From the beginning of history pictured information has been the most quickly comprehended, and longest mentally retained.
A hundred years ago photography was invented, eliminating the possibility of dexterous error in pictures.
Thirty years ago motion was added to the picture, and we get a sense of direction, comparative size, and approximate location.
Now radio as a carrier is wedded to the action picture so that instantaneous delivery is attained for the most inclusive of all means of information.
Naturally, all of these have been employed in the national defense, and just as naturally it follows that this latest, radio vision, should, in anticipation, be so considered, for it will enable the chief of staff to sit in his office at headquarters, and watch the distant battlefield, on sea or on land. He can constantly note the troop movements or the fleet maneuvers, both his own and the enemy's.
The broadcasting instrument aboard the scouting airplane, by which this is attained, is, then, literally, the eyes of the chief of staff, the radio being the nerve tendrils which carry the visual impressions from the scouting plane back to the brain of the commanding officer.
While it is true that such radio vision has not actually been done from a plane in flight, it could be done at any time, for it is a daily laboratory demonstration.
On June 13, last, this new thing, radio vision, was demonstrated when Secretary Curtis D. Wilbur, and others of the Navy; Acting Secretary, Judge S. B. Davis, Department of Commerce, and friends, and Director, Dr. George M. Burgess, Bureau of Standards, saw, in a Washington laboratory, what was actually happening at the time in the Anacostia Air Station several miles away.
It is obvious, therefore, that refinement is all that remains to be done before the chief of staff of any branch of our governmental service may see on a screen in headquarters everything that the broadcast lens looks upon as it is carried aloft by a scouting airplane.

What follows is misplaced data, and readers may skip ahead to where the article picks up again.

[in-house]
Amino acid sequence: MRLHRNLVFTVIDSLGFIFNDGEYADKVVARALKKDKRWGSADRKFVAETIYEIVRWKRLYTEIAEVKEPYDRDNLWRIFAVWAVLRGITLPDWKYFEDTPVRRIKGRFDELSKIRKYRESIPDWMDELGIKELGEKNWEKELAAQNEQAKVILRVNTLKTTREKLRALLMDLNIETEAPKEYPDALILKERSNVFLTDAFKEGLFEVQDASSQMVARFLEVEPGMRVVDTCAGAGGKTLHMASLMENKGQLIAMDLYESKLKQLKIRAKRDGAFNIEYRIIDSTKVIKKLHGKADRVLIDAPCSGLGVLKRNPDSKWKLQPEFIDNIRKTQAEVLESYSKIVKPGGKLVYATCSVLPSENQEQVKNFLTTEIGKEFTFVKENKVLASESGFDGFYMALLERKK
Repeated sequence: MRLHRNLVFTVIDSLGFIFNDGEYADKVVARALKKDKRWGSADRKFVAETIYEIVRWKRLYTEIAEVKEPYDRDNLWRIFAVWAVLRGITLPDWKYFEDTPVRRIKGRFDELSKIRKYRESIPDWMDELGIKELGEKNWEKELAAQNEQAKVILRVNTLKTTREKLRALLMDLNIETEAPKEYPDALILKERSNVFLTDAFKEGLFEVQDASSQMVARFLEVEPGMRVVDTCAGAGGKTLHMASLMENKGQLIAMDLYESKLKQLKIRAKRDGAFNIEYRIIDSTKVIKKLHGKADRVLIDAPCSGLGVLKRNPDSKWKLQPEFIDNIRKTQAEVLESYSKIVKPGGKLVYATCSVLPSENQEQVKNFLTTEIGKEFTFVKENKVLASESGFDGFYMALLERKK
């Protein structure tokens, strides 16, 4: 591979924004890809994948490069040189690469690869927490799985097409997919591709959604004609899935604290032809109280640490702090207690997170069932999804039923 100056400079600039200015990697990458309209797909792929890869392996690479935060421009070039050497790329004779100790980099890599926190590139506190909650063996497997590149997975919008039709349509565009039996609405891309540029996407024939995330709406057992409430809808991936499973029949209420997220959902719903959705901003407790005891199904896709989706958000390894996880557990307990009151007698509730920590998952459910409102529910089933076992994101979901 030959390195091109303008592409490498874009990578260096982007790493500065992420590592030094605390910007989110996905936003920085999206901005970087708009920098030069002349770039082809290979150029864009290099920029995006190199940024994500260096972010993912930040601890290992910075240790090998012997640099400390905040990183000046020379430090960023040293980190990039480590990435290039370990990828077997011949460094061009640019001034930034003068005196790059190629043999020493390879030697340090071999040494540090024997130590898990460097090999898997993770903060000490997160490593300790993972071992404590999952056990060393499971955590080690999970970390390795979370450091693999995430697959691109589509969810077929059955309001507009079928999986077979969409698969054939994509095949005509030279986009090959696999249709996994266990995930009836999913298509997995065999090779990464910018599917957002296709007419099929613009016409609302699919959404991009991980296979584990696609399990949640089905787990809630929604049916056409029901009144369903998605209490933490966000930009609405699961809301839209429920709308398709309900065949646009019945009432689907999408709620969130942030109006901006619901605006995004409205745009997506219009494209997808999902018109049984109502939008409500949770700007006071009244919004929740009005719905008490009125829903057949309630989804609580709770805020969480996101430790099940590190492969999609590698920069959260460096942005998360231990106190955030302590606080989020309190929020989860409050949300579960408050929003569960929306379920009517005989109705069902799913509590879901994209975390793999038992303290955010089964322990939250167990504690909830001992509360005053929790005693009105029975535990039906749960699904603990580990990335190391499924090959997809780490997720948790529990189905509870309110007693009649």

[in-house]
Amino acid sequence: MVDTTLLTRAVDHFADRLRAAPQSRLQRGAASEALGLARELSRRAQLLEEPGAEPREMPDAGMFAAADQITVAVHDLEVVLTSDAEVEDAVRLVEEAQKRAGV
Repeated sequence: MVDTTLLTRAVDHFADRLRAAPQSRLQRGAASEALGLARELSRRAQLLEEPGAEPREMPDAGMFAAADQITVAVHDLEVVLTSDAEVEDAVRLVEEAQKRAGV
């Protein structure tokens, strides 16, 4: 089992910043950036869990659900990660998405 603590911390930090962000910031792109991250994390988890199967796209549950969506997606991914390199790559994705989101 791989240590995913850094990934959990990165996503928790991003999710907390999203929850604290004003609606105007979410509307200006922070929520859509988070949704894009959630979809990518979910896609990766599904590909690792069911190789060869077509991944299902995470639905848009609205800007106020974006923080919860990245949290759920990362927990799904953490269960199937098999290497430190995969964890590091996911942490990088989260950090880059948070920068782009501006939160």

Of course, like every new thing, it is mysterious until the simple principles and mechanisms employed are understood, but no longer.
To us in the laboratories it does not seem mysterious or impossible, or its attainment deserving of any particular comment.
We are familiar with each wire and screw and lens and tube, and our surprise would come if the combination failed to give us radio vision.
Until just a few days ago I have been so busy I have not had the opportunity quietly to consider radio vision from the layman's point of view. I had seen in the problem only the need of getting together the necessary elements and putting them into a working combination. Some of these I found ready at hand in science and engineering; some others I had to invent—that is, physically create from a mental concept; the ring prism, for example, a new contribution to optical science.
To me it does not seem strange that you may presently plug into the loudspeaker jack of your radio receiving set, a small box-like device which will project a picture on a small white screen; an action picture of some event then taking place down town, or in some distant city; for example, a presidential ceremonial, a national sport, a spectacular event.
It is the development, the refinement of each separate element, that is now occupying my attention, and that of the keen young men and young ladies who are assisting me, and I think I may confidently promise you such an attachment before many moons.
Let's see whether there is warrant for assuming that it is a simple problem; whether there is really any mystery in the thing, after all. Let's analyze our problem—take it to pieces and examine it in detail.